How Many is a Crowd?
In this month’s article we will take a look at how engine designers arrive at the number of cylinder head bolts in their engine designs and the compromises they need to make in getting there.
Looking at a broad range of engines, not just high-performance race engines, one sees a wide variety in the number of cylinder head bolts in the different designs. Look a little further the reasons for this are obvious. Typically, the number of bolts is a consequence of some other, higher-priority decisions.
Let us start from the beginning. The reason cylinder bolts exist is purely because the cylinder head and block need to remain together under combustion load. Apart from that they have no added value whatsoever to a running engine. Given the size of these bolts in relation to the bore, one can see that significant amounts of material needs to be reserved for them. That means these areas cannot be used for other functions of the cylinder head, such as the intake and exhaust ports, coolant cavities, injector and spark plug bores. Also, the interfaces between head and block need to be located somewhere outside the bolt areas.
Historically, the number of cylinder head bolts used in engine design has varied between four and eight per cylinder, although of course adjacent cylinders make use of the bolts in between. So, when one calculates the number of bolts, for example to calculate bolt loading, one should correct for this and reduce by two bolts (four halves) per cylinder. To achieve optimum roundness of the cylinder bore, the advantage would go towards using more, smaller diameter bolts. The overall clamping load in this case will be divided more evenly over the circumference, leading to a lower deformation of the bore itself, enabling improved - as in more homogenous - contact between piston rings and liner, meaning less friction and an increase of effective power.
Bolt size and material specification are chosen according to bore size and maximum cylinder peak combustion pressures. The intake and exhaust ports are often the largest features that need to be incorporated in between the cylinder head bolts. Engine engineers have two choices - either one bolt in between the two intake ports, or a bolt on either side of both ports.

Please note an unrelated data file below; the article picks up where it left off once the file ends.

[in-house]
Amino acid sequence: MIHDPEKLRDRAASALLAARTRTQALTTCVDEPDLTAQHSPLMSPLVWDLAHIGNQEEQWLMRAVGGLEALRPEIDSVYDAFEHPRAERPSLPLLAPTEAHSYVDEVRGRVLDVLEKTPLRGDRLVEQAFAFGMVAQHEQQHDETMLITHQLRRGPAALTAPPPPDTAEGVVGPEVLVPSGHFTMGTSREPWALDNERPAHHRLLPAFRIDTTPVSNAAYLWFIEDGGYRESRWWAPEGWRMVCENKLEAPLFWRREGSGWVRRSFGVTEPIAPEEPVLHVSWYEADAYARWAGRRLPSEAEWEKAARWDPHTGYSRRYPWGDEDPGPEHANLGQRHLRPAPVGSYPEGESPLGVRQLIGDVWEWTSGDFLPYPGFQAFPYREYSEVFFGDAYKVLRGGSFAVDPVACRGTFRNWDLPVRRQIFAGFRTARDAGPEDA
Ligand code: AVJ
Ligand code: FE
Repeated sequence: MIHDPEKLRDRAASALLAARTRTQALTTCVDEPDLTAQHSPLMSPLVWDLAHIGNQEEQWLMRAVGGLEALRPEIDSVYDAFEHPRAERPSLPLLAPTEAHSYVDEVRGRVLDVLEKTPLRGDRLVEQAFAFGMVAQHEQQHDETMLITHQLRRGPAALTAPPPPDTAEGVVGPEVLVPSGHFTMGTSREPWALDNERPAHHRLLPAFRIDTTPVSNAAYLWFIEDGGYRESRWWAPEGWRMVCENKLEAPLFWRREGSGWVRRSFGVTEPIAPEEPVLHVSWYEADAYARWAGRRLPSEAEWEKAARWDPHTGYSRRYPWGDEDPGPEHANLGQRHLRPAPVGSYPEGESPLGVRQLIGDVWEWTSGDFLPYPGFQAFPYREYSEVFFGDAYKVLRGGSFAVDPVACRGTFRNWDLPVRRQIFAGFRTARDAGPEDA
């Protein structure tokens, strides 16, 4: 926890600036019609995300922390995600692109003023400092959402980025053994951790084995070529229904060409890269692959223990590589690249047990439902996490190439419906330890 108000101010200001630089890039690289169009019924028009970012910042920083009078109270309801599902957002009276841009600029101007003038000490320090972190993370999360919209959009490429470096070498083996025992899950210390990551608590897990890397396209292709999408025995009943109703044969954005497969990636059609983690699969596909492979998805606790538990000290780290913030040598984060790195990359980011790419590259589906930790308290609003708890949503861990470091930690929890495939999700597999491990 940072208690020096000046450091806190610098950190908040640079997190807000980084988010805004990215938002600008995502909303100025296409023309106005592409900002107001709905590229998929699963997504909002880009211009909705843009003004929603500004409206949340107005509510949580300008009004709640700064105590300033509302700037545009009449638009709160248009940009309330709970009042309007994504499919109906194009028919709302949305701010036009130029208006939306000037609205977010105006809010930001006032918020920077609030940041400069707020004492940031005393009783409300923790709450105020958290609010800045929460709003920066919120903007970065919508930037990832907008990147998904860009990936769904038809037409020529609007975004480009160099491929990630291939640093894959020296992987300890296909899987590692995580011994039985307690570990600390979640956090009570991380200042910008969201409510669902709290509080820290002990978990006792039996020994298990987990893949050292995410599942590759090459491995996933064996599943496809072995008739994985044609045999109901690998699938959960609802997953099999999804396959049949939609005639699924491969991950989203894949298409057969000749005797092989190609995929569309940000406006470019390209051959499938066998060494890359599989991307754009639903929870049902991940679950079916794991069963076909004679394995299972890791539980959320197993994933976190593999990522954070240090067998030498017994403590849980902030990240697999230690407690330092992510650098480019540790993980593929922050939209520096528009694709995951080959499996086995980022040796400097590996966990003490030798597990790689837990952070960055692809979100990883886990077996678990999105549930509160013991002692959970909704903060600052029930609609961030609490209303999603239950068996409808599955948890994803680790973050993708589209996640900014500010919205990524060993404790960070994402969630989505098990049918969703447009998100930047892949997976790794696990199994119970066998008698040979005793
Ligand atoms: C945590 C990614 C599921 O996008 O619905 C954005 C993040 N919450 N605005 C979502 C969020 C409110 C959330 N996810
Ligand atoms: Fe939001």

When the engine is a derivative of a production unit, all bolts need to be accessible from the top. The background here is of course mass production assembly, where process time is of major importance. Some engines, specifically designed for racing purposes, are known for making use of cylinder head bolts entering the cylinder head from below, mostly the bolt located nearest to the intake ports. In this case the intake ports can be designed without taking this bolt into account, leading to a more optimum port shape. However, with this type of bolt location, accessibility to these bolts will be unfavourable, to say the least.
On the exhaust side the engineer faces a similar challenge, although the extreme heat loading of the exhaust gases makes life even more difficult here. It’s impossible to engineer a bolt in between the exhaust ports, since the material around it cannot be cooled sufficiently. The limited area available does not allow coolant to get near this bolt, and this can lead to temperature cracks and other thermal-related issues.
The last possible interference with cylinder head bolts are fuel drillings, in the case of in-cylinder injection, either direct gasoline(-like) injection or diesel injectors. Mostly with diesel-powered engines, a (high pressure) fuel line drilling needs to be incorporated into the cylinder head. Where an intake or exhaust port could be designed to be slightly curved, a drilling requires straight-line access to the injector.
In summary, fewer cylinder head bolts give more design freedom in relation to the other features inside the cylinder head. However, more bolts will provide lower distortion of the bore, leading to other, more friction-related advantages.
And so this brings us to the engineering conclusion we have shared many times already: engine design does not know ideals, only well thought-out compromises.
Fig. 1 - Top view of the cylinder head of a truck engine: plenty of features in a relatively small area
Written by Dieter van der Put